The Station Nightclub Fire, Part 3: Years After

Only three men involved in the Station nightclub fire are held legally responsible. But were there more to blame? Good comes out of darkness. Families and survivors band together to make sure the tragedy is never forgotten.
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The Station Nightclub Fire, Part 2: Seconds of Fire

In a matter of minutes, those still trapped inside the Station nightclub are on the verge of death. Can they still escape, or will they die trying?
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Lockwood Marches On: Chapter Three, The Lockwood Manufacturing Company 1910 to 1931

Note: The following is a republished excerpt from the Lockwood Hardware Manufacturing Company’s Lockwood – The story of its past, the basis for its future. Published in 1953, and based almost entirely off of literature produced for Lockwood’s 1952 sales convention, it recounts the history of the Lockwood Hardware Manufacturing Company from 1834 until 1952.

By 1953, the Lockwood Hardware Manufacturing Company, then a division of the Independent Lock Company with both being headquartered in Fitchburg, Massachusetts, fielded branch offices in New York City, Philadelphia, Baltimore, Chicago, and Selma, Alabama along with five manufacturing plants in Fitchburg and one in Selma.

We have made no changes to this excerpt and what you see is exactly how it was printed in 1953, albeit in a different medium.

Chapter Three, The Lockwood Manufacturing Company 1910 to 1931

IN THIS CHAPTER is recorded the real rise and fall of the old Lock Company as a factor in the builders’ hardware field of the period from 1910 to 1931. Like the old Nashua Lock Company reported in Chapter One, Lockwood Manufacturing Company of South Norwalk, Conn., had its successes and, in later years, its disappointments and final sale to a stronger organization.

By 1910, Lockwood was well established in the builders’ hardware industry. The extensive line, then being marketed, can be well visualized when we find, in the year 1814, a new catalog being published having over 700 pages. While it is probably true, stock hardware sales was the predominating part of the business, it is also true, Lockwood had become very much of a factor in the contract field. In those days, it was customary for manufacturers and distributors alike to maintain a fine sample room. When a large contract was to be let, the factory provided huge trunks of hardware samples to be displayed.

Unfortunately, many of the early records of contract jobs were not preserved, or if so, they were not transferred to the Independent Lock Company. From what meager information we do have, however, we know that Lockwood hardware was supplied on some of the outstanding buildings in the country during this period, many of which are still standing. Some of them were:

THE AUDITORIUM, Los Angeles, California
U.S. POST OFFICE & COURT HOUSE, Los Angeles, California
HIGH SCHOOL BUILDING, Sacramento, California
ST. FRANCIS HOTEL, San Francisco, California
U.S. TREASURY BUILDING, San Francisco, California
THE PENINSULA HOTEL, San Mateo, California
THE HAMILTON HOTEL, Washington D.C.
MASONIC TEMPLE, Jacksonville, Florida
ST. PAUL’S EPISCOPAL CHURCH, Atlanta, Georgia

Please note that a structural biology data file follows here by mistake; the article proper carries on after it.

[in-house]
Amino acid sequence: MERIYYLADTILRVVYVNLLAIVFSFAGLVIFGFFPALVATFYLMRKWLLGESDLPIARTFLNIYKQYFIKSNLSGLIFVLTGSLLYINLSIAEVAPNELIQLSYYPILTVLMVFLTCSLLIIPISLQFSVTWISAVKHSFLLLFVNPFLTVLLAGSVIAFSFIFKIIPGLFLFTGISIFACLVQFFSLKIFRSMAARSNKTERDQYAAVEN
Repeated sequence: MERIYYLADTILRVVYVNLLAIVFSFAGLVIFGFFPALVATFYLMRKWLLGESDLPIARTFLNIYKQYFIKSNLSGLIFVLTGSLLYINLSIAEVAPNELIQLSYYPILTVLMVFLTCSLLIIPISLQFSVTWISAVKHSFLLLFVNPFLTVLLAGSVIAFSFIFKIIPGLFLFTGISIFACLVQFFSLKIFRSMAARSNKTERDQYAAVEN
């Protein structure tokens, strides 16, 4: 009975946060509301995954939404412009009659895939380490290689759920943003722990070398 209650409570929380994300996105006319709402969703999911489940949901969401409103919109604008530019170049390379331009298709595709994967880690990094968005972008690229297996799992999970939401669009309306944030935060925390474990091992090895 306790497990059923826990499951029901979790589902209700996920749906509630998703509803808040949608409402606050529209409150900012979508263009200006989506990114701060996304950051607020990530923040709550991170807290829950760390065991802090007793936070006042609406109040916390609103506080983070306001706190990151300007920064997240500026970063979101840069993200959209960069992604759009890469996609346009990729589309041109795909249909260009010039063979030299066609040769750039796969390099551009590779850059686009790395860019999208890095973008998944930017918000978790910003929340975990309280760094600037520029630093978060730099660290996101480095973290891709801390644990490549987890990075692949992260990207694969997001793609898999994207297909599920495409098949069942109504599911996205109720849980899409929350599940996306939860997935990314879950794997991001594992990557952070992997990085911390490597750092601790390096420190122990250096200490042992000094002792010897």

ROCHAMBEAU APARTMENTS, Baltimore, Maryland
THE SOUTHERN HOTEL, Baltimore, Maryland
HORTICULTURAL HALL, Boston, Massachusetts
TECHNOLOGY CHAMBERS, Boston, Massachusetts
THE AUDITORIUM, St. Paul, Minnesota
FIRST PRESBYTERIAN CHURCH, Kansas City, Missouri
VICTOR BUILDING, Kansas City, Missouri
STATE SAVINGS BANK BUILDING, Butte, Montana
THE STATE CAPITOL, Albany, New York
ST. GEORGE HOTEL, Brooklyn, New York
71st REGIMENT ARMORY, New York, New York
THE WORLD’S TOWER BUILDING, New York, New York
HOTEL SYRACUSE, Syracuse, New York
U.S. POST OFFICE BUILDING, Dayton, Ohio
STOCK EXCHANGE, Philadelphia, Pennsylvania
Y.M.C.A., Philadelphia, Pennsylvania
PUBLIC LIBRARY, Salt Lake City, Utah
RANDOLPH – MACON WOMEN’S COLLEGE, Lynchburg, Virginia Continue reading

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The Station Nightclub Fire, Part 1: Years Before

A small nightclub built in the late 1940s transforms over the years into a popular, local venue for live music and good evenings with friends until one fateful night it burns to the ground and claims one-hundred lives.
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The Cocoanut Grove Fire, Part 3: Phoenix of Paradise

With over four hundred people dead and dying at the Cocoanut Grove club, someone had to be to blamed. While investigators look for a cause, others work to make sure that the tropical paradise in Boston didn’t burn in vane. Continue reading

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The Cocoanut Grove Fire, Part 2: Inferno in Paradise

Tony is a kid who works at The Grove. Stanley works there too. Jimmy and Clifford are both in the armed forces and in the paradise at 17 Piedmont Street before heading out to war. All four would be forever effected by the inferno that awaited them that night. Continue reading

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The Cocoanut Grove Fire, Part 1: Wartime Paradise

November, 1942. America is at war. Mobsters still have control and influence on city inspectors, allowing them to skate past regulations and requirements. Guys getting ready to ship out to the battlefield want to take their gals on one last date. The Cocoanut Grove promises to be the place for a night they’ll never forget. It lives up to its hype as a south seas paradise, but for all the wrong reasons. Continue reading

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The Von Duprin Game Changer, Part 2: Flight to Safety

Every minute of every day in America there are emergencies. Multiple times a day people have to get to safety in a hurry and locked doors could mean a death sentence to them. Every state in the country, and most every city and county have laws requiring emergency exit devices on doors meant for people to get out and away from harm.

In 1911, however, there were few laws, if any, requiring this type of hardware. One hundred-forty-six people died in the Triangle Shirtwaist Factory fire, most because they couldn’t get out. Just months prior to that disaster, the owners had been strongly advised to install exit devices on the doors to the production floors, but they never did.